print('Center Wavelength: {0} nm'.format(meta.get_item('XMP:CentralWavelength')))
print('Bandwidth: {0} nm'.format(meta.get_item('XMP:WavelengthFWHM')))
print('Capture ID: {0}'.format(meta.get_item('XMP:CaptureId')))
print('Flight ID: {0}'.format(meta.get_item('XMP:FlightId')))
print('Focal Length: {0}'.format(meta.get_item('XMP:FocalLength')))

MicaSense RedEdge firmware version: v2.1.2-34-g05e37eb-local
Exposure Time: 0.0018 seconds
Imager Gain: 1.0
Size: 1280x960 pixels
Band Name: NIR
Center Wavelength: 840 nm
Bandwidth: 40 nm
Capture ID: 5v25BtsZg3BQBhVH7Iaz
Flight ID: NtLNbVIdowuCaWYbg3ck
Focal Length: None


### Converting raw images to Radiance¶

Ultimately most RedEdge users want to calibrate raw images from the camera into reflectance maps. This can be done using off-the-shelf software from third parties, but you are here because there is no fun in that! Along with this tutorial we have included some helper utilities that will handle much of this conversion for you, but here we will walk through a few of those functions to discuss what is happening inside.

Any RedEdge workflow must include these common steps.

1. Un-bias images by accounting for the dark pixel offset
2. Compensate for imager-level effects
3. Compensate for optical chain effects
4. Normalize images by exposure and gain settings
5. Convert to a common unit system (radiance)

All of these are handled by the micasense.utils.raw_image_to_radiance(metadata, raw_image) function. Let us take a look at that fuction in more detail.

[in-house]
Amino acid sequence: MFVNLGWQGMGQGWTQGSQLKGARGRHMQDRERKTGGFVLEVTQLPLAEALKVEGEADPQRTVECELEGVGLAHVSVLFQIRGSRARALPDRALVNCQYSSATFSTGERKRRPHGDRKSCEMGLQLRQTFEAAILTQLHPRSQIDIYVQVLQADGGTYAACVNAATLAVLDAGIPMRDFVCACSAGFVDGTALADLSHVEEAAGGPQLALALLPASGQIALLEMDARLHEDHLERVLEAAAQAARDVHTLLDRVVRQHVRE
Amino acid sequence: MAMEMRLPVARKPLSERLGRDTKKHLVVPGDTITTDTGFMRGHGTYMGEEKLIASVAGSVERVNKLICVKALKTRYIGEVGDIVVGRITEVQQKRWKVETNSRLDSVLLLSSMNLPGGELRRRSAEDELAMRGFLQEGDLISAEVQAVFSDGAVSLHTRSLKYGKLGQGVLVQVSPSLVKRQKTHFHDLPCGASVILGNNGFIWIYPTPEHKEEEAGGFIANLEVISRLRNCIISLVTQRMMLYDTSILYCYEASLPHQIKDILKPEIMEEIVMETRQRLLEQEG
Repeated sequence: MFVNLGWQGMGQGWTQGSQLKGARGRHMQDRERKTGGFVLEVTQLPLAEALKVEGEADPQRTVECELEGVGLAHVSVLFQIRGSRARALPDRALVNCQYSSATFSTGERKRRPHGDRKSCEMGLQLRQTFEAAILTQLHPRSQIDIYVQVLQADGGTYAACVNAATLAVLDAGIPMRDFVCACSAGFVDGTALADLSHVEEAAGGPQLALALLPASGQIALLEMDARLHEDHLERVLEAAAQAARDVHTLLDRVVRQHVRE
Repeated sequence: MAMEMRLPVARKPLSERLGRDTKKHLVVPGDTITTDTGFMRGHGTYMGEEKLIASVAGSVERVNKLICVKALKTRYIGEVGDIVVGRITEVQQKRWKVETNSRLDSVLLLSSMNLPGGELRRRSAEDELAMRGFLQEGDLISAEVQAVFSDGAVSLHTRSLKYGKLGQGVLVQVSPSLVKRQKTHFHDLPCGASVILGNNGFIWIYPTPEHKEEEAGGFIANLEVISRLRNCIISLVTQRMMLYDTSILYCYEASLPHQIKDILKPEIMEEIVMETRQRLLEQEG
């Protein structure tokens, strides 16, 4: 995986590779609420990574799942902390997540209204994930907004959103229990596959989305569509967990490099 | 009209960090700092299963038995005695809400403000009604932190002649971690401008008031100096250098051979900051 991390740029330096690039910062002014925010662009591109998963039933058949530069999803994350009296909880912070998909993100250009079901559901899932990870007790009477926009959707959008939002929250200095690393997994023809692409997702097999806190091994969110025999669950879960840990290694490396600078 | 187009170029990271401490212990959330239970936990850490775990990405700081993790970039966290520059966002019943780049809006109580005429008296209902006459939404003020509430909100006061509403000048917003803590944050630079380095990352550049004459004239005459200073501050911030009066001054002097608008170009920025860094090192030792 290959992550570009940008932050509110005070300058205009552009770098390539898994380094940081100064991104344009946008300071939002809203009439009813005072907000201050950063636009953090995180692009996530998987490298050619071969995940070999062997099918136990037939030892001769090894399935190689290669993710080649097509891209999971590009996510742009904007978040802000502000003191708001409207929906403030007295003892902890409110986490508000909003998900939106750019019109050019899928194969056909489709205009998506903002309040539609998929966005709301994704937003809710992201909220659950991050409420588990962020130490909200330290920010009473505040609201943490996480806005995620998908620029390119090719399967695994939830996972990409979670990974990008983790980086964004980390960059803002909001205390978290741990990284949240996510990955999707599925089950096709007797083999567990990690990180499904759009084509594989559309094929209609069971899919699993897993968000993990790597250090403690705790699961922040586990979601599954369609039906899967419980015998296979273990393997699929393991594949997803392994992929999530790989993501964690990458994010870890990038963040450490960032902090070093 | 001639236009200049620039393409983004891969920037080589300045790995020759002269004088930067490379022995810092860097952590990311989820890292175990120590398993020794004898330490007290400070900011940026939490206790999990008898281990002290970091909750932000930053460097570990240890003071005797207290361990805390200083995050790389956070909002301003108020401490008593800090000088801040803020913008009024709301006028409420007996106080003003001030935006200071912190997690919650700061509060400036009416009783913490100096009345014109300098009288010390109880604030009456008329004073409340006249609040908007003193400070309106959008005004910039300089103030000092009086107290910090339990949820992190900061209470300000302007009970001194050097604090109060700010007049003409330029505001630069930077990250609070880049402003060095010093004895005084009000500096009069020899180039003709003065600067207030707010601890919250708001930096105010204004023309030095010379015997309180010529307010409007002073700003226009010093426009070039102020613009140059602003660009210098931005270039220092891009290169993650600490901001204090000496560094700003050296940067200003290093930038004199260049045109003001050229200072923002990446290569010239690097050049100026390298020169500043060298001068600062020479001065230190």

First, we get the darkPixel values. These values come from optically-covered pixels on the imager which are exposed at the same time as the image pixels. They measure the small amount of random charge generation in each pixel, independent of incoming light, which is common to all semiconductor imaging devices.

blackLevel = np.array(meta.get_item('Exif.BlackLevel'))
darkLevel = blackLevel.mean()


Now, we get the imager-specific calibrations.

a1, a2, a3 = meta.get_item('XMP:RadiometricCalibration')


We get the parameters of the optical chain (vignette) effects and create a vignette map. This map will be multiplied by the black-level corrected image values to reverse the darkening seen at the image corners. See the vignette_map function for the details of the vignette parameters and their use.

V, x, y = vignette_map(meta, xDim, yDim)


Now we can calculate the imager-specfic radiometric correction function, which help to account for the radiometric inaccuracies of the CMOS imager pixels.

# row gradient correction
R = 1.0 / (1.0 + a2 * y / exposureTime - a3 * y)


Finally, we apply these functions to the raw image to result in a corrected image

# subtract the dark level and adjust for vignette and row gradient
L = V * R * (imageRaw - darkLevel)


Next, we get the exposure and gain settings (gain is represented in the photographic parameter ISO, with a base ISO of 100, so we divide the result to get a numeric gain).

exposureTime = float(meta.get_item('EXIF:ExposureTime'))
gain = float(meta.get_item('EXIF:ISOSpeed'))/100.0


Now that we have a corrected image, we can apply a conversion from calibrated digital number values to radiance units (W/m^2/nm/sr). Note that in this conversion, we need to normalize by the image bitdepth (2^16 for 16 bit images, 2^12 for 12-bit images), because the calibration coefficients are scaled to work with normalized input values.

# apply the radiometric calibration -
# scale by the gain-exposure product and multiply with the radiometric calibration coefficient
bitsPerPixel = meta.get_item('EXIF:BitsPerSample')
dnMax = float(2**bitsPerPixel)

For convenience, we have written the raw_image_to_radiance function to return the intermediate compensation images as well, so we can visualize them for the tutorial. These intermediate results are not required in most implementations and can be ommitted, if performance is a concern.
import micasense.utils as msutils